U.S. should disregard the failed U.N.
In recent days there have been reports and statements made by government officials hinting toward a return to the United Nations once the war in Iraq is concluded with an American-led coalition victory. Revisiting the United Nations to seek out a post-war resolution would prove to be counterproductive.
The reasons for going to war were clear: to disarm a potentially hot and hostile country, to relieve the Iraqi people from a brutal regime, to take the next step in fighting terrorism, and finally to attempt to change the political climate of the Middle East. There were countries, such as Great Britain, Australia, Spain, Kuwait, and others that shared America's view. France and Russia, most notably, did not. It was apparent that France and Russia wanted no hand in effectively confronting Saddam Hussein; they were willing, in traditional European fashion, to appease a vicious tyrant. The United States and its allies are in the process of removing Saddam Hussein from power and disarming Iraq.
Why should France and Russia have any influence in shaping a future government that comes from a U.S.-led operation? Why should said nations have a part in molding a society that they did not help liberate? Why shouldn't the U.S. and Britain rebuild a country on their terms consistent with their vision of a future Middle East? After all, The United States has a dramatically different vision for the future than, let's say, Russia. Russia has been financially backing the Iranian nuclear reactor development program, essentially providing one of the biggest supporters, both ideologically and financially, of international and regional terrorism with the ability to create nuclear weapons. By giving Iran a means of acquiring a nuclear arsenal, Russia has made a non-verbal statement: we will support any state's ambitions for a price. With such an approach to the dangers in the Middle East, why should Russia have a role in formulating a government in the region?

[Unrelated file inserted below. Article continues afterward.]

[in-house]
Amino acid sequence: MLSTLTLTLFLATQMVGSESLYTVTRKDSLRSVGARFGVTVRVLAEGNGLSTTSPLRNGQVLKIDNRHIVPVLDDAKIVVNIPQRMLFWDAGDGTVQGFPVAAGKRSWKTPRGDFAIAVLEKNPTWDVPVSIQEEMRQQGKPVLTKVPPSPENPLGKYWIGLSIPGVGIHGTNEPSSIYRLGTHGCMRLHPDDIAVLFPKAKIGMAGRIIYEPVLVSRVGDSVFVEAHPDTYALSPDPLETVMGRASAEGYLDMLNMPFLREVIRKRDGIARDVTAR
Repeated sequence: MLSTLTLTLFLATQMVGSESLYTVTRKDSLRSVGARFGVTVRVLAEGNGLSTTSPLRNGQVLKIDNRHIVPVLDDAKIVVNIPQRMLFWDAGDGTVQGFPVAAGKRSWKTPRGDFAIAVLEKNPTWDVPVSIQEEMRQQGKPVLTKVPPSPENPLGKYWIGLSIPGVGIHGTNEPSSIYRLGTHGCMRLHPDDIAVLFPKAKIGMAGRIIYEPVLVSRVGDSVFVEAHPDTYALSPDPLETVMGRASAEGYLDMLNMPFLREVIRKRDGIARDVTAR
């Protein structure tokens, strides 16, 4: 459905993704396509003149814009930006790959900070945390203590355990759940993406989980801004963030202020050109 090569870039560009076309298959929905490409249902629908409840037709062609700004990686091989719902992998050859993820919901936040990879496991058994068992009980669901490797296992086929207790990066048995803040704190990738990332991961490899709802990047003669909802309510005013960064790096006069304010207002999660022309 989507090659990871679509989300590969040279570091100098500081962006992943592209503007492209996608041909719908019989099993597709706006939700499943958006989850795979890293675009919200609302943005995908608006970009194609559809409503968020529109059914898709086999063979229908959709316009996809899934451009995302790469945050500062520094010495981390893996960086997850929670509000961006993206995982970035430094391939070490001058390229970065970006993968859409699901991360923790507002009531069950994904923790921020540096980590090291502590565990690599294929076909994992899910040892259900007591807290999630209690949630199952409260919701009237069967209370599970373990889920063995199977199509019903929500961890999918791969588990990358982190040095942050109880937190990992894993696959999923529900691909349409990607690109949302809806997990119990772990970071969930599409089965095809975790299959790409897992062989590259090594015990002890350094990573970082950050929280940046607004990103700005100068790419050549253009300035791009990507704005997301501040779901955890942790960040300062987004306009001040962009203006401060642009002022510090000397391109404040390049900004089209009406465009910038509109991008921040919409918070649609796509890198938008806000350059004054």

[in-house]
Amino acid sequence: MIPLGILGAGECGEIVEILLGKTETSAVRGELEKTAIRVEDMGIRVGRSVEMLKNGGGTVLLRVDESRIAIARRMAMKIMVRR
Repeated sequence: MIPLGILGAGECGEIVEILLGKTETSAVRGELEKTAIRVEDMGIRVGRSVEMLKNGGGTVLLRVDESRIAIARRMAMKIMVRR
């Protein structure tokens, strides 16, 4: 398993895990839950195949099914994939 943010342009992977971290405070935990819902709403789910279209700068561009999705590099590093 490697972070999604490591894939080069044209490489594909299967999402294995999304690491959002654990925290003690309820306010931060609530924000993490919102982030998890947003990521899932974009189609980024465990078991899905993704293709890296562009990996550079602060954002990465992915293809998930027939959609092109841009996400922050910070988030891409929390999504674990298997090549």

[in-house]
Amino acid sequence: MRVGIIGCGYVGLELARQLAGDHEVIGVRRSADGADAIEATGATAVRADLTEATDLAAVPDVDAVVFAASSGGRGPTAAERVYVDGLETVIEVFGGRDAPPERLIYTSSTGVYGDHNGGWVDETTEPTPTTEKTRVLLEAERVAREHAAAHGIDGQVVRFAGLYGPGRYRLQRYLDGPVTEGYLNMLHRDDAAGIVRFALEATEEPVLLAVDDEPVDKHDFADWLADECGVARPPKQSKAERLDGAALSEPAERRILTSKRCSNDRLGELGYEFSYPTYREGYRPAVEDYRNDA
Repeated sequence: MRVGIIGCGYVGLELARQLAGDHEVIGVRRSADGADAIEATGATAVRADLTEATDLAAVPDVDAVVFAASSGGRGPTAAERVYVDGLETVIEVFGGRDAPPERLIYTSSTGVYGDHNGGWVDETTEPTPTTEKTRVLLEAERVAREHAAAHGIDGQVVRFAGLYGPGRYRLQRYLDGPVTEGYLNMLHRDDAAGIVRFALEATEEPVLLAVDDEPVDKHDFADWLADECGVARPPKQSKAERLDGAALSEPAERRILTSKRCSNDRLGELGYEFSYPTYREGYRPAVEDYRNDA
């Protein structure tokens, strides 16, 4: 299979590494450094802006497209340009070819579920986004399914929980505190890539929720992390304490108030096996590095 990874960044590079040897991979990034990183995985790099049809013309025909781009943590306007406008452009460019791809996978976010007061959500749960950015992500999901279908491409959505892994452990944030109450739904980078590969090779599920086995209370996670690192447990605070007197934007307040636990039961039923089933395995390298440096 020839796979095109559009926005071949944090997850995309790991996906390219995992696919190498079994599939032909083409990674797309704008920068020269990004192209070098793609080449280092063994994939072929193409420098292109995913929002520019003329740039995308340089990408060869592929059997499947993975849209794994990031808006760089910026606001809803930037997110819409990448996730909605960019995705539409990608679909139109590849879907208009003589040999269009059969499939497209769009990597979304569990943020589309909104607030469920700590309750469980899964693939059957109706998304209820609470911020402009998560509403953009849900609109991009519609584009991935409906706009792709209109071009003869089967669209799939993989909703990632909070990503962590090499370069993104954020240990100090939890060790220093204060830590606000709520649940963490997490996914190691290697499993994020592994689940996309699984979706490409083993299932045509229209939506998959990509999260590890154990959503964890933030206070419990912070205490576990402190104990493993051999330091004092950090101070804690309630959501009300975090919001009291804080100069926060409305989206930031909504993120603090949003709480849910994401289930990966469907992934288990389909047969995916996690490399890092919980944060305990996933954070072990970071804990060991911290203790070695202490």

French President Jacques Chirac has already stated that he would oppose any rebuilding of Iraq with the U.S. playing a dominant role, which sets up a fierce diplomatic war. The damage of such a political battle, which will not end in the United States' favor, could be irreversible. The United States has a chance now to prove that it is capable of building a free nation in a more hostile climate than Japan or post-war Europe. This precious opportunity to reshape the political landscape of the Middle East should not be hijacked by the French and their sympathizers. A country that has stopped at nothing to undermine America's legitimacy should not compromise U.S. interests and goals. Is that the kind of partner the U.S. needs at such a critical juncture? The certain deadlock that will result if the Iraqi question returns for a second round would draw time and focus away from the objective, to build a new, peaceful, democratic Iraq. Iraq has the wealth and the U.S. and its allies have the resources to build a new Iraq successfully, it does not need the United Nations' support. The U.S. and its coalition should focus its energy and resources on rebuilding Iraq properly, not on fighting a political war with the French and the Russians in the United Nations.
Those opposed to the war in Iraq continuously spoke of how America will
face devastating consequences. I say, let those that chose to oppose the
war effort also suffer the consequences of their decision. They should
not have an economic gain from the rebuilding process nor should they
be allowed to influence the political sphere. The United Nations should
help on the humanitarian front, not the political. The United Nations
was seen as the impotent, partial organization that it is; returning to
it would only restore legitimacy to an organization that has not proven
to be credible.